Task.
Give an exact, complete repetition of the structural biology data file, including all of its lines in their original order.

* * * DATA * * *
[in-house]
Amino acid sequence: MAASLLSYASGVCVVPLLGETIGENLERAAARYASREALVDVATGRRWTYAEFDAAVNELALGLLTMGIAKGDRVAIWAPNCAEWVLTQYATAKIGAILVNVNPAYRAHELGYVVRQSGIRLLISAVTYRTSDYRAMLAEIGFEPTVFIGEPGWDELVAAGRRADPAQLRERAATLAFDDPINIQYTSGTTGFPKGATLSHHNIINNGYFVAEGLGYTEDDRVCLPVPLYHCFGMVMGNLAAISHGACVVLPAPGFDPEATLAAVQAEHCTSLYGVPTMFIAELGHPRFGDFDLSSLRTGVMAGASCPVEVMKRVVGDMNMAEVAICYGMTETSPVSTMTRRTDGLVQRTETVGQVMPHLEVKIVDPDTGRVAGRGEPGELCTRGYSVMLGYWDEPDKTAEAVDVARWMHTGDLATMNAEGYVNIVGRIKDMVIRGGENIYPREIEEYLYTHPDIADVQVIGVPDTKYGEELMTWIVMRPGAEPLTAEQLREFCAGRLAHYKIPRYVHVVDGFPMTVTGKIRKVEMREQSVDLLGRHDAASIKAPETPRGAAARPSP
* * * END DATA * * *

[in-house]
Amino acid sequence: MAASLLSYASGVCVVPLLGETIGENLERAAARYASREALVDVATGRRWTYAEFDAAVNELALGLLTMGIAKGDRVAIWAPNCAEWVLTQYATAKIGAILVNVNPAYRAHELGYVVRQSGIRLLISAVTYRTSDYRAMLAEIGFEPTVFIGEPGWDELVAAGRRADPAQLRERAATLAFDDPINIQYTSGTTGFPKGATLSHHNIINNGYFVAEGLGYTEDDRVCLPVPLYHCFGMVMGNLAAISHGACVVLPAPGFDPEATLAAVQAEHCTSLYGVPTMFIAELGHPRFGDFDLSSLRTGVMAGASCPVEVMKRVVGDMNMAEVAICYGMTETSPVSTMTRRTDGLVQRTETVGQVMPHLEVKIVDPDTGRVAGRGEPGELCTRGYSVMLGYWDEPDKTAEAVDVARWMHTGDLATMNAEGYVNIVGRIKDMVIRGGENIYPREIEEYLYTHPDIADVQVIGVPDTKYGEELMTWIVMRPGAEPLTAEQLREFCAGRLAHYKIPRYVHVVDGFPMTVTGKIRKVEMREQSVDLLGRHDAASIKAPETPRGAAARPSP